257 F2d 842 United States v. Rheams
257 F.2d 842
UNITED STATES of America, Plaintiff-Appellee,
Harold RHEAMS, Defendant-Appellant.
United States Court of Appeals Second Circuit.
Argued May 16, 1958.
Decided August 1, 1958.
Earl J. McHugh, Asst. U. S. Atty., Southern District of New York, New York City (Paul W. Williams, U. S. Atty., Southern District of New York City, on the brief), for plaintiff-appellee.
Salvatore J. Iannucci, New York City, for defendant-appellant.
Before HAND, HINCKS and MOORE, Circuit Judges.
MOORE, Circuit Judge.
The defendant, Rheams, was indicted: (1) for having possession of and facilitating the transportation of heroin; and (2) as a "person who had not registered and who had not paid the special tax," for having narcotic drugs in his possession. He was convicted on both counts after a jury trial.
Possession and facilitating transportation were clearly established. Defendant's primary defense is that he did not know that the package contained heroin and that he was only a messenger sent to pick up the package behind a radiator in the hall of an apartment building at the request of a man named "Jelly."
Whether the defendant knew that the package contained heroin was solely a question of fact for the jury. They heard the government's witnesses and the defendant himself. "Jelly" did not appear. The jury's verdict is, of course, determinative of the fact question.
There being no questions relating to rulings upon evidence material to the issues, the only area for review, therefore, is the judge's charge or his failure to charge.
Appellant argues that he was a mere messenger for the mysterious "Jelly" and that as such he was entitled to an acquittal. Whether appellant's story was to be believed was for the jury. They heard the testimony of the narcotics agents and the defendant. It was not for the trial court to resolve this issue by acquittal.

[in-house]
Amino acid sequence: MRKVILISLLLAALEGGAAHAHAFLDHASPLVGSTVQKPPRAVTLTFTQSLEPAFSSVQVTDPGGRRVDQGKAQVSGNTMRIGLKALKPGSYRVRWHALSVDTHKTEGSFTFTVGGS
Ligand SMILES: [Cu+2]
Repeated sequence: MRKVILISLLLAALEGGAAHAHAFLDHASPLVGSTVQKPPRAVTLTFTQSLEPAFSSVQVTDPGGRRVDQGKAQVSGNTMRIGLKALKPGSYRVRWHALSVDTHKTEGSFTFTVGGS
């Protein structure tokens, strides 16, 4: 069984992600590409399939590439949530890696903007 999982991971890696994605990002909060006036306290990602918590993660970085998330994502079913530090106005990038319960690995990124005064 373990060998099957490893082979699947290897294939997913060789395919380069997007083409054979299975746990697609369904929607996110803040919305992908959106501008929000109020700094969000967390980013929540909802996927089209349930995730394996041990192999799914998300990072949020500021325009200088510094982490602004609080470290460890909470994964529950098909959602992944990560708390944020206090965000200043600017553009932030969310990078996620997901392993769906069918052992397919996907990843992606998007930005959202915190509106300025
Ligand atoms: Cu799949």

As to the confession, the jury likewise had the benefit of appellant's testimony. It was their privilege to give it such weight as they deemed proper. The confession showed that appellant signed it and that it was read to him. He agreed with everything contained in the statement except two words which he claimed that he never uttered. In rebuttal the government called a witness present at the time who testified that the two words were used. Here again was a matter of credibility to be determined by the jury.
The fact that the trial court did not give the seven requests to charge submitted by appellant does not create error. There is no duty to submit the requested charges in the exact words submitted. The charge as given by the court was a fair summary of the law and touched upon the various points presented in defendant's requests insofar as material to the case. Thus the court charged:
"* * * Thus, if you find that the defendant was acting merely as a messenger in the contemplated delivery of the package in question without knowledge of its contents, you must conclude that he therefore had no knowledge of the unlawful importation and is not guilty of the charge in count 1.
* * * * * *
"The word `possession,' as used in the statute, which gives rise to the inference that the narcotic laws were violated, means the deliberate act of having, holding and exercising dominion and control over the narcotics.
* * * * * *
"Thus, as I have already instructed you, if you find that the defendant was acting merely as a messenger in the contemplated delivery of the package in question, without knowledge of its contents, you must conclude that such possession was not conscious and willing and that the defendant is not guilty of the charge in count 2."
Appellant also complains that his cross examination of the government witnesses was unduly curtailed. In view of the fact that possession was clearly established such restriction even if it occurred would not be material to the appellate issues presented.